A short but useful contribution from PWC, along with the LSE, to the current conversations about fair pay and equal pay.
The ethics of pay in a fair society attempts to get to grips with some of the moral principles that underlie notions of fairness in pay. The report – only sixteen pages long –merits reading in full, but in the context of my own interest in the gender pay gap, the most relevant (but unsurprising!) finding, is that while the demographics suggest that the dimensions of fairness and the balance between them have universal appeal, ideas about distributive justice differ between the generations, with young people having far less confidence in the ability of the market to produce a morally desirable result, and wanting stronger protection for the less well off.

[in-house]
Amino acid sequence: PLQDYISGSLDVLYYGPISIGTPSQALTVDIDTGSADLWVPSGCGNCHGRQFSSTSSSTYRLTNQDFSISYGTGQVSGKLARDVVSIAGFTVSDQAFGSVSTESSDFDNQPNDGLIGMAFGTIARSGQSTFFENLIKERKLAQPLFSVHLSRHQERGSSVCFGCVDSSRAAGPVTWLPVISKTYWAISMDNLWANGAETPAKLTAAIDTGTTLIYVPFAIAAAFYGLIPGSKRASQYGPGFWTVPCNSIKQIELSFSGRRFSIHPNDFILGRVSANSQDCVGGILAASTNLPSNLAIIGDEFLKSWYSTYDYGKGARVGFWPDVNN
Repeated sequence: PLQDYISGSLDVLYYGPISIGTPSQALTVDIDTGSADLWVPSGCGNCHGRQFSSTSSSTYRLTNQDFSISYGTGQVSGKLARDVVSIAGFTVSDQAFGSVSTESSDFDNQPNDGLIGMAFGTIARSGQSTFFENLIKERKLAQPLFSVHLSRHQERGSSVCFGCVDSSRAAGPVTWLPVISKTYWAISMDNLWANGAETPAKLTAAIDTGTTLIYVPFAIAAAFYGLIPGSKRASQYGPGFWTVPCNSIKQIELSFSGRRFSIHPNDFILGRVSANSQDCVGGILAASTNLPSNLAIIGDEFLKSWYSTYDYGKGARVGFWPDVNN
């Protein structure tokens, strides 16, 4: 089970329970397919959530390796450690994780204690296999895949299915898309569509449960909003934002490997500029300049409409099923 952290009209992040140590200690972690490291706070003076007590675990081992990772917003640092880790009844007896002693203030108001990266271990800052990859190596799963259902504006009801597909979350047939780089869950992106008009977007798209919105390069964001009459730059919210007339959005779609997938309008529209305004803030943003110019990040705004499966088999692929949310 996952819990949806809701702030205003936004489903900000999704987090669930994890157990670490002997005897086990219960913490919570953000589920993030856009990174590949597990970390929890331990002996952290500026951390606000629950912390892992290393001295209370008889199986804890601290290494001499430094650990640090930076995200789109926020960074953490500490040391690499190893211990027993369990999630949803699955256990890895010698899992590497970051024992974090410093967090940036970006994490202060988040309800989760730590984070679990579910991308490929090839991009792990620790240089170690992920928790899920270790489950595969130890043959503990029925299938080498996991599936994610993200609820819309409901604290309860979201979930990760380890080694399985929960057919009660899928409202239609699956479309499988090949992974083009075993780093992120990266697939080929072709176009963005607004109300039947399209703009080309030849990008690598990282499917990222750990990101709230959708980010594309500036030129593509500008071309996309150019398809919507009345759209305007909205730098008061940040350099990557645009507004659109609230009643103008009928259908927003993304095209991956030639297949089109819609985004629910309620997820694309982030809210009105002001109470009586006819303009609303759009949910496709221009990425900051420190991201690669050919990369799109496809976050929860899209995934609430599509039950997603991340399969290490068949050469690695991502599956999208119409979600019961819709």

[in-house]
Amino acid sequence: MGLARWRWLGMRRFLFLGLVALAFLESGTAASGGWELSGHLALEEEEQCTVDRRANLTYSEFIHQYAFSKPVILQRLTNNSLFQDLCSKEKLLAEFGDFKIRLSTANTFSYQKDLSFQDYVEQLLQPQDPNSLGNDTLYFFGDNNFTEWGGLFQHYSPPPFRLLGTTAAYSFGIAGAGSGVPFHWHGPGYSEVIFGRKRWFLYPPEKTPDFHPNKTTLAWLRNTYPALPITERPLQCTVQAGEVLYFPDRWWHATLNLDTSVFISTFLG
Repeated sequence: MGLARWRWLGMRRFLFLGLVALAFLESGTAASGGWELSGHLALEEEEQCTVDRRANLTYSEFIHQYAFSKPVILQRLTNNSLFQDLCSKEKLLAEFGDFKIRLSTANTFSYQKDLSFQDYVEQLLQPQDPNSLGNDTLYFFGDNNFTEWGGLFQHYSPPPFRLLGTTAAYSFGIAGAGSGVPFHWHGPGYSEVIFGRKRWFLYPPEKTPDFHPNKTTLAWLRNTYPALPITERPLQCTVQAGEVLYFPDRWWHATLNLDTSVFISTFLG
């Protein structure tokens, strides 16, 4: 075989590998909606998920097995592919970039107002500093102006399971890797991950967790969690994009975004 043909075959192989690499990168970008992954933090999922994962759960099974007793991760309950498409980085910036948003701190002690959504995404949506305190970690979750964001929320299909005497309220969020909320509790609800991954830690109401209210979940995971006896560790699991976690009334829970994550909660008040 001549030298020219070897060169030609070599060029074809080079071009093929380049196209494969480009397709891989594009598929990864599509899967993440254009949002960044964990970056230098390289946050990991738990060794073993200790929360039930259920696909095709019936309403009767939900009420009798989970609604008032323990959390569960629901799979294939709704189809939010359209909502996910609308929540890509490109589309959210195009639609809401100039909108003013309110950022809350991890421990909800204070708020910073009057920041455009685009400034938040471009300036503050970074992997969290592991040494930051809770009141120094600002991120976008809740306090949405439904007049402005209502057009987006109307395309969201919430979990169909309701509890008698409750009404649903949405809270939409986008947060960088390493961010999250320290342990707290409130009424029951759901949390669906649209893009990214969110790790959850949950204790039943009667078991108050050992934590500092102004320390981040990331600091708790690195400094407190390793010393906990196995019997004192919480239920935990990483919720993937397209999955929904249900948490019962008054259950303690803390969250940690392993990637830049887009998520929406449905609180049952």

Moreover, equal opportunity was the principle where there was the biggest gap between aspiration and reality.
These are points I often make in my presentations on the gender pay gap: younger workers expect pay to be fair, and they expect employers to treat people equally. As the PWC report says “This provides a challenge to companies seeking to develop an approach that works for three generations in the workforce.”
The report makes a number of suggestions as to how companies should respond. Do read it!